Apache scout

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An Apache scout was a member of the Apache tribe who engaged in scouting, either for game or during time of war. Only Lipan, Chiricahua and Mescaleros had scout societies. The scouts' original purpose was to protect the clanspeople from enemies, and to locate game and new campsites. It is important to distinguish between these scouts, and the Apache Scouts hired by the United States Army during the Indian Wars.


The scouts trained their own clansmen in an intense process that lasted over ten years. Young children within the clan would be closely observed by current scouts and elders. Those who showed promise in skills—such as awareness, tracking and hunting, physical fitness, and selflessness—would be selected to undergo the training process.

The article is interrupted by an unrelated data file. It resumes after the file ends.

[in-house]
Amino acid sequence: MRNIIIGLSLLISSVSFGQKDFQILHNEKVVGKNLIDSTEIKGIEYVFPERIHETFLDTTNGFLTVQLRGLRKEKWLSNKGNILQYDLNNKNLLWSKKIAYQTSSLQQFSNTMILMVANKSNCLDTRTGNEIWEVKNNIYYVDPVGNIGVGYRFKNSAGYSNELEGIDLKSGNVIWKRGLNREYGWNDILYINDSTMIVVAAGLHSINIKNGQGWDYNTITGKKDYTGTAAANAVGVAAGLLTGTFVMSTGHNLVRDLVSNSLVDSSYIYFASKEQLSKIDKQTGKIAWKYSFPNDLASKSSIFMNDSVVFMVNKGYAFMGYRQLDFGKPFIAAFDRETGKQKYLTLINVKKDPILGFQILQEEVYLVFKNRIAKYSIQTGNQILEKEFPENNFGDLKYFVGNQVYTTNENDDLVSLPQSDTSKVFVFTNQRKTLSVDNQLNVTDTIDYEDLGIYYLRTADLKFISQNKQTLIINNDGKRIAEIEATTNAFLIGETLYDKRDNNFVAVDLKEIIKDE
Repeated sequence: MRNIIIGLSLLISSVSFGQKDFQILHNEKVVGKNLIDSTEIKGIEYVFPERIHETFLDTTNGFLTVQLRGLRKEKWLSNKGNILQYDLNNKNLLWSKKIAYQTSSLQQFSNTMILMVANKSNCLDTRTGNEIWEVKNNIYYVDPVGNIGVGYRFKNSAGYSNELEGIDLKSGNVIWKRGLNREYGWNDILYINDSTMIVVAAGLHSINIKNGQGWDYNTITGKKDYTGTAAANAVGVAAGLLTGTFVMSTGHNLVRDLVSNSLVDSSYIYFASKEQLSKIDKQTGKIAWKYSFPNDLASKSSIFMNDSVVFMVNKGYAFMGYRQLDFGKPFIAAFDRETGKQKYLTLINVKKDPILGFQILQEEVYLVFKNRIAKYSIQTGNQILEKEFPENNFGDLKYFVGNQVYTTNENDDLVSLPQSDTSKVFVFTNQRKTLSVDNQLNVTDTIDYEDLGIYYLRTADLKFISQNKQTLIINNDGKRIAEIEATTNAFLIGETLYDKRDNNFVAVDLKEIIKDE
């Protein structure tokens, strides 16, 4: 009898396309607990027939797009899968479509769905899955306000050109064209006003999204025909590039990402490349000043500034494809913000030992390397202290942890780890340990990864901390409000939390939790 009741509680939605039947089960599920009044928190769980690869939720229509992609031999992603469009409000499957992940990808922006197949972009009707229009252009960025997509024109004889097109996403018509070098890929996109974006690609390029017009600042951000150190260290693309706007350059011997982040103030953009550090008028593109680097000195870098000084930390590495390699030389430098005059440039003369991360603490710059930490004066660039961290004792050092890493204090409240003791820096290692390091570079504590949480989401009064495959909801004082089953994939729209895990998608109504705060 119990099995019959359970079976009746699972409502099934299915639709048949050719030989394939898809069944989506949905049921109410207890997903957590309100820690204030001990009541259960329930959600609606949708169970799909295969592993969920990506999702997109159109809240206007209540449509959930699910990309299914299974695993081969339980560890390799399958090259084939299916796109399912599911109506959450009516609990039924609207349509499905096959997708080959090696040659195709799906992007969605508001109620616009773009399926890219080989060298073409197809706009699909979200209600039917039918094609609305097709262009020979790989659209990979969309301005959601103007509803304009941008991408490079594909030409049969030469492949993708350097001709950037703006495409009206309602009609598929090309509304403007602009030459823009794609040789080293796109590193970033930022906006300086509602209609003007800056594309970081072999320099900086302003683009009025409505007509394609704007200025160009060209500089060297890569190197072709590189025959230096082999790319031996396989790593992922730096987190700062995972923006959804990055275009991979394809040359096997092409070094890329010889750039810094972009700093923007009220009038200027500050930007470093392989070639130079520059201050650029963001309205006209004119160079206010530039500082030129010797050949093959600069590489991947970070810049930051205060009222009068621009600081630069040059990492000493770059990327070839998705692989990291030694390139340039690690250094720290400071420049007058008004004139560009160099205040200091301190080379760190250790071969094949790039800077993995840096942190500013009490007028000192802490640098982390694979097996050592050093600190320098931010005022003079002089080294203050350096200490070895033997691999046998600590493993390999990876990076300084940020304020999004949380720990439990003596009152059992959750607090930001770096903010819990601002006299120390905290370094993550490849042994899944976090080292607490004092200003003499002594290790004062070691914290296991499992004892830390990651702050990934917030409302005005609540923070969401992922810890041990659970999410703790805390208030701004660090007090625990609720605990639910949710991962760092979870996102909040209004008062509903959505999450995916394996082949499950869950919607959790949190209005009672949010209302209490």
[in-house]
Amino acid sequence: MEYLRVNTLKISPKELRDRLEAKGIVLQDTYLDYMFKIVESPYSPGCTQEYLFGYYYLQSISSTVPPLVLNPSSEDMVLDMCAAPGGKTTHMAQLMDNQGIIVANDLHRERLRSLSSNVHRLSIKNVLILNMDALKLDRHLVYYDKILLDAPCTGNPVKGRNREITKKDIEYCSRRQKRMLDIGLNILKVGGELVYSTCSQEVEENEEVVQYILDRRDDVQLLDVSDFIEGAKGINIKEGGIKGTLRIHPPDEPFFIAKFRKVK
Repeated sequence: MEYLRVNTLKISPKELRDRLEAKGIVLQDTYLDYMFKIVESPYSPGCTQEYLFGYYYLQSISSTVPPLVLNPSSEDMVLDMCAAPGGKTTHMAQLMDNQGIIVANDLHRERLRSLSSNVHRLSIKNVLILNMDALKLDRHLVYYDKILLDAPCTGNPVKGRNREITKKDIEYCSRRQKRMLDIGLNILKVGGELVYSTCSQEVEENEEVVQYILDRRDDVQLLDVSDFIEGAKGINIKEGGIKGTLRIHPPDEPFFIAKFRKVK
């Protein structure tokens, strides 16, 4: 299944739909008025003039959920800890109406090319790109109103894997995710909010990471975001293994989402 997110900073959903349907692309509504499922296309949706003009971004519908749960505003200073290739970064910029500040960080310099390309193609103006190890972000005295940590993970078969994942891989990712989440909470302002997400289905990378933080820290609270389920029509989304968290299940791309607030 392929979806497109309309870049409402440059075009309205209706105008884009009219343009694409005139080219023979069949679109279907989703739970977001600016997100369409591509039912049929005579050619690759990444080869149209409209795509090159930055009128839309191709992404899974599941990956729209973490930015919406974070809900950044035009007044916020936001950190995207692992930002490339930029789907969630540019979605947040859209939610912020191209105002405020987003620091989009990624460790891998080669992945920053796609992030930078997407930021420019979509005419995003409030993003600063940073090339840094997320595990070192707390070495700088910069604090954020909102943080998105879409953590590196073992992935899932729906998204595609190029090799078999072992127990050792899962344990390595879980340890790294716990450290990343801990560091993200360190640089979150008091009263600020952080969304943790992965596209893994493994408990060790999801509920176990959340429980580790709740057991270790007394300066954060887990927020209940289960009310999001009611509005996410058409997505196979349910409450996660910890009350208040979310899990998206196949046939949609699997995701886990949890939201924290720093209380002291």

Training included advanced techniques of camouflage and invisibility as well as of observation and stalking. These skills led to their nicknames as "shadow people" and "ghosts". The scouts became masters of wilderness survival, excelling beyond the skills of the lay clansmen. This was necessary, for they often had to leave the clan for extended periods of time with nothing but a buckskin loincloth and perhaps a stone knife.

The scouts were taught a highly complex system of tracking, utilizing miniature topographic features within each footprint. These features could tell the trackers anything from the speed at which the quarry was moving, to the direction the quarry was looking. Some tracking experts, such as Tom Brown, Jr., assert that scouts could know whether the quarry was hungry, pregnant, or had to urinate, and to what degree.